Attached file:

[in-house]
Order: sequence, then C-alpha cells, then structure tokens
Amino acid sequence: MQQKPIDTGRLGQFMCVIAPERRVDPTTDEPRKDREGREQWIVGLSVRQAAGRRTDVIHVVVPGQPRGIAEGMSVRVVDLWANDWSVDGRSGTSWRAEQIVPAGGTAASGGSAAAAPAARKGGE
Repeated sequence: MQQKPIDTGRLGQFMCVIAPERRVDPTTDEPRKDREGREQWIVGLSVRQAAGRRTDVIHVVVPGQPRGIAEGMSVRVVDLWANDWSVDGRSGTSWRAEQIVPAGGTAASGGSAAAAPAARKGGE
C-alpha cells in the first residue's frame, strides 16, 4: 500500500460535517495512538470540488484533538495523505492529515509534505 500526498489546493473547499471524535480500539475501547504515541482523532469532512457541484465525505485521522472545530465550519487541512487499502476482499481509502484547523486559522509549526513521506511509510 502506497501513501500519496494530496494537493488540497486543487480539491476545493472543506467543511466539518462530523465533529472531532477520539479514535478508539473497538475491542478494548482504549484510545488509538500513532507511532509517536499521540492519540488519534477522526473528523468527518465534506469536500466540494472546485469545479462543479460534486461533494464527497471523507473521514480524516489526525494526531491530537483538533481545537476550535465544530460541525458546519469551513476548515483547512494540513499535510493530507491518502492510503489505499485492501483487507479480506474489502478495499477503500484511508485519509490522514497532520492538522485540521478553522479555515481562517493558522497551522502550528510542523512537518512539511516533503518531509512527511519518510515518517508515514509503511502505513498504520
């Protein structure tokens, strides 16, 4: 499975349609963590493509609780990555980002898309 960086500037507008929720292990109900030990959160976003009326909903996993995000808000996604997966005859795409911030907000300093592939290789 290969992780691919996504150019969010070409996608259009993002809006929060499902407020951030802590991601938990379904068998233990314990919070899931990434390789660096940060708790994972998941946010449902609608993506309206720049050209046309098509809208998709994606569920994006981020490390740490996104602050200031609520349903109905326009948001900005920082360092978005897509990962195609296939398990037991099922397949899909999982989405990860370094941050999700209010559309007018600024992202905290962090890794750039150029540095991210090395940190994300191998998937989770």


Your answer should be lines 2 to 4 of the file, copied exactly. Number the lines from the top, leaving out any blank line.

Order: sequence, then C-alpha cells, then structure tokens
Amino acid sequence: MQQKPIDTGRLGQFMCVIAPERRVDPTTDEPRKDREGREQWIVGLSVRQAAGRRTDVIHVVVPGQPRGIAEGMSVRVVDLWANDWSVDGRSGTSWRAEQIVPAGGTAASGGSAAAAPAARKGGE
Repeated sequence: MQQKPIDTGRLGQFMCVIAPERRVDPTTDEPRKDREGREQWIVGLSVRQAAGRRTDVIHVVVPGQPRGIAEGMSVRVVDLWANDWSVDGRSGTSWRAEQIVPAGGTAASGGSAAAAPAARKGGE